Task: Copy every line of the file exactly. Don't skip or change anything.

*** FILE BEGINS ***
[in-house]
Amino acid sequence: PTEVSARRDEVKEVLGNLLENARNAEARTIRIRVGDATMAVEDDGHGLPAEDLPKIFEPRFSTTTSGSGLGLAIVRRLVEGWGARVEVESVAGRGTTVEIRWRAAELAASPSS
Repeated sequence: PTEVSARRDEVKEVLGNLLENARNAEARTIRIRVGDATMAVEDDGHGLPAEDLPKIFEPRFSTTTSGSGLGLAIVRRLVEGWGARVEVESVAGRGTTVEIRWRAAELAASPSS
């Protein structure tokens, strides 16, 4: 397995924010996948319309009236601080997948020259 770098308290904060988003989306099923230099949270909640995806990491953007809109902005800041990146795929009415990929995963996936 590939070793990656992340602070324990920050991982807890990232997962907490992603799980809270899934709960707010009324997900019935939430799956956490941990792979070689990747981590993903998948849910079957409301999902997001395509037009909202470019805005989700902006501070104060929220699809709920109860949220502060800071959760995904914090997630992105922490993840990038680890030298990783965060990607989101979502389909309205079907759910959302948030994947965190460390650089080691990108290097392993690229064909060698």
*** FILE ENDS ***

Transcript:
[in-house]
Amino acid sequence: PTEVSARRDEVKEVLGNLLENARNAEARTIRIRVGDATMAVEDDGHGLPAEDLPKIFEPRFSTTTSGSGLGLAIVRRLVEGWGARVEVESVAGRGTTVEIRWRAAELAASPSS
Repeated sequence: PTEVSARRDEVKEVLGNLLENARNAEARTIRIRVGDATMAVEDDGHGLPAEDLPKIFEPRFSTTTSGSGLGLAIVRRLVEGWGARVEVESVAGRGTTVEIRWRAAELAASPSS
């Protein structure tokens, strides 16, 4: 397995924010996948319309009236601080997948020259 770098308290904060988003989306099923230099949270909640995806990491953007809109902005800041990146795929009415990929995963996936 590939070793990656992340602070324990920050991982807890990232997962907490992603799980809270899934709960707010009324997900019935939430799956956490941990792979070689990747981590993903998948849910079957409301999902997001395509037009909202470019805005989700902006501070104060929220699809709920109860949220502060800071959760995904914090997630992105922490993840990038680890030298990783965060990607989101979502389909309205079907759910959302948030994947965190460390650089080691990108290097392993690229064909060698």